By Jim Tortolano/Orange County Tribune
The battle at Quang Tri in South Vietnam in 1972 continues to be echoed in 2022 by a contentious struggle over the controversial monument intended to honor those who fought and died in that conflict.
At Wednesday’s typically-long meeting of the Westminster City Council most of the evening was taken up with lengthy public comments and discussion on the two intertwined issues of the design and depiction of the monument and its location within the city.
After nearly two hours and some on-the-fly negotiations, the council eventually decided in favor of accepting – with some modifications – the proposal from the Quang Tri monument committee. The vote was 4-0 with Councilmember Chi Charlie Nguyen abstaining.
Over the course of the discussion, objections were raised about the site, height and historical accuracy of the monument and at one point, at least two members of the council – Mayor Tri Ta and Councilmember Carlos Manzo – supported sending the issue back to the committee in an attempt to work out differences among members of the committee,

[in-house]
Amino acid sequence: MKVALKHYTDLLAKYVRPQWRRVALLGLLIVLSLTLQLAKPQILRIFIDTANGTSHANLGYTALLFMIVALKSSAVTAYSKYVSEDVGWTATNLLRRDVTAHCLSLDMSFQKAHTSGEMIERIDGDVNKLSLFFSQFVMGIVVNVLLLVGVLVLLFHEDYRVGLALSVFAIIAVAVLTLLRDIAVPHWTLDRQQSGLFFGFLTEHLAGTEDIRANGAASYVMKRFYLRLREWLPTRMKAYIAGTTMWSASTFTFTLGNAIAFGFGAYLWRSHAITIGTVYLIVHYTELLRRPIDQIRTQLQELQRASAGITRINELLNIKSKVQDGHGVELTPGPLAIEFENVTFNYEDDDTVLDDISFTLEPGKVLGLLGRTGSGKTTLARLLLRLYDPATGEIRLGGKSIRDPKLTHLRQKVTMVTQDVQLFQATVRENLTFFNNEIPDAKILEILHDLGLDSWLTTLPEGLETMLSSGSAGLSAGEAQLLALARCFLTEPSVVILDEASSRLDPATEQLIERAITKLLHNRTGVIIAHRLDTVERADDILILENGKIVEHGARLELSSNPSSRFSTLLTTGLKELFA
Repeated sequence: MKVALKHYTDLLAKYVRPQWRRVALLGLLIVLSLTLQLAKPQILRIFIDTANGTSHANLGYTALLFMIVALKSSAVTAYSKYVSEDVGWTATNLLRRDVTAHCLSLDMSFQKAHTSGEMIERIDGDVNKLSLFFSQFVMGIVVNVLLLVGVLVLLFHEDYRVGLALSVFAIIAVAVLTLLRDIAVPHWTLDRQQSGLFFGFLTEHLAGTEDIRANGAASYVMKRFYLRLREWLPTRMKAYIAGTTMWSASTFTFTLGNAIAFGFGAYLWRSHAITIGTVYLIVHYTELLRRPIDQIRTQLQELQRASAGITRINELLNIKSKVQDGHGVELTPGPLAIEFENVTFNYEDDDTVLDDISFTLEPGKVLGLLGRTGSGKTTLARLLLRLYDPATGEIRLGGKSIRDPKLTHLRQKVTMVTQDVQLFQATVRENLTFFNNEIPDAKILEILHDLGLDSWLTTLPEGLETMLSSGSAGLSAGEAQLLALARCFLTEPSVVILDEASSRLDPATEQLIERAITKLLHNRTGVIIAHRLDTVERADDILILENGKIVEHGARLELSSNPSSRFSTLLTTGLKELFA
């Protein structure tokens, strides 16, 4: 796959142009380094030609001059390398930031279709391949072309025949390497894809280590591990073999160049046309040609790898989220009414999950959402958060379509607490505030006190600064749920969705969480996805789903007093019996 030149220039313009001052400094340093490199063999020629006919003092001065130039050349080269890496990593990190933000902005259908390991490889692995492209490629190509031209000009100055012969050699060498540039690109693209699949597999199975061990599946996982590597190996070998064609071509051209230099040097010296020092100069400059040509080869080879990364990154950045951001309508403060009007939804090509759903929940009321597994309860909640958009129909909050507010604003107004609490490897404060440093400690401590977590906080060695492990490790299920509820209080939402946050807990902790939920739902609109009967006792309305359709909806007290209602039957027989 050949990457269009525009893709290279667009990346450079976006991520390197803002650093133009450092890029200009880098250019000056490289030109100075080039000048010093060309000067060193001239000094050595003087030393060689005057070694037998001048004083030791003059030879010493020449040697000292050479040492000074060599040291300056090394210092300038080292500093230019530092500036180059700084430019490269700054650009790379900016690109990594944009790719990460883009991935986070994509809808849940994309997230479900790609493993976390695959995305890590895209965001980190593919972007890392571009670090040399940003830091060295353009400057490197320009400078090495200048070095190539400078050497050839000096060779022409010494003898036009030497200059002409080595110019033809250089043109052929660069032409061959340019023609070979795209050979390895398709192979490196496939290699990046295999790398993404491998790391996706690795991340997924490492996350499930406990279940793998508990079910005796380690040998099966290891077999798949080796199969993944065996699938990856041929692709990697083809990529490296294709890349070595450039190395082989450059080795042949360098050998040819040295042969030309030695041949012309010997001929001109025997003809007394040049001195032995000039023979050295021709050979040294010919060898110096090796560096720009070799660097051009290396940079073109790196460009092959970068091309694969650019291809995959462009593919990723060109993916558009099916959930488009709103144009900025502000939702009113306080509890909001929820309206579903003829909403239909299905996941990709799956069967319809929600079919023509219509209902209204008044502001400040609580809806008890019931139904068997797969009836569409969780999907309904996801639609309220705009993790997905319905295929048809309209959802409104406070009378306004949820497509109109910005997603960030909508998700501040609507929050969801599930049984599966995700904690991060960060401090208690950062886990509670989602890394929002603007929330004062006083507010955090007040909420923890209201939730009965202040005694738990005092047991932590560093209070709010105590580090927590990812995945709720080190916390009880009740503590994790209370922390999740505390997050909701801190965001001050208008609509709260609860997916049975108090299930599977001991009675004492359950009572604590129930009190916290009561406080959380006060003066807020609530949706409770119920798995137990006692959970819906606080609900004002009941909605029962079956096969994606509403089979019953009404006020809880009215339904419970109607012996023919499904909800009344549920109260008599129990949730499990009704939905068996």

“This has turned into something we didn’t intend,” said Manzo. “It’s created division in the community.”
Quang Tri committee member Bob Harrison, despite raising historical accuracy issues about the monument, finally agreed to accept the design provided that badges representing U.S. Marine Corps helicopter squadrons as well as military advisors are included.
Kenny Hoang, vice chair of the committee, initially withheld his support for that change, until Councilmember Kimberly Ho said to Hoang that if agreement couldn’t be reached it would further delay approval of the monument, first proposed in 2020.
He finally gave his assent and the council voted.
Later in the evening the council finally decided just before midnight to defer to the next meeting – July 27 – the question of the location for the Quang Tri monumen.
The proposed Quang Tri Citadel monument would observe the victory of South Vietnamese forces – with some American assistance, including air support – over North Vietnamese troops in a battle that lasted from June 28 to Sept. 16, 1972.
That struggle is also known as the Second Battle of Quang Tri. The first took place during the Tet Offensive of Jan. 31-Feb. 6, 1968. That was also a victory for American and South Vietnamese forces, but the persistence of Communist forces in mounting major attacks all across the Republic of Vietnam is considered to be a turning point in American popular support for involvement in the war.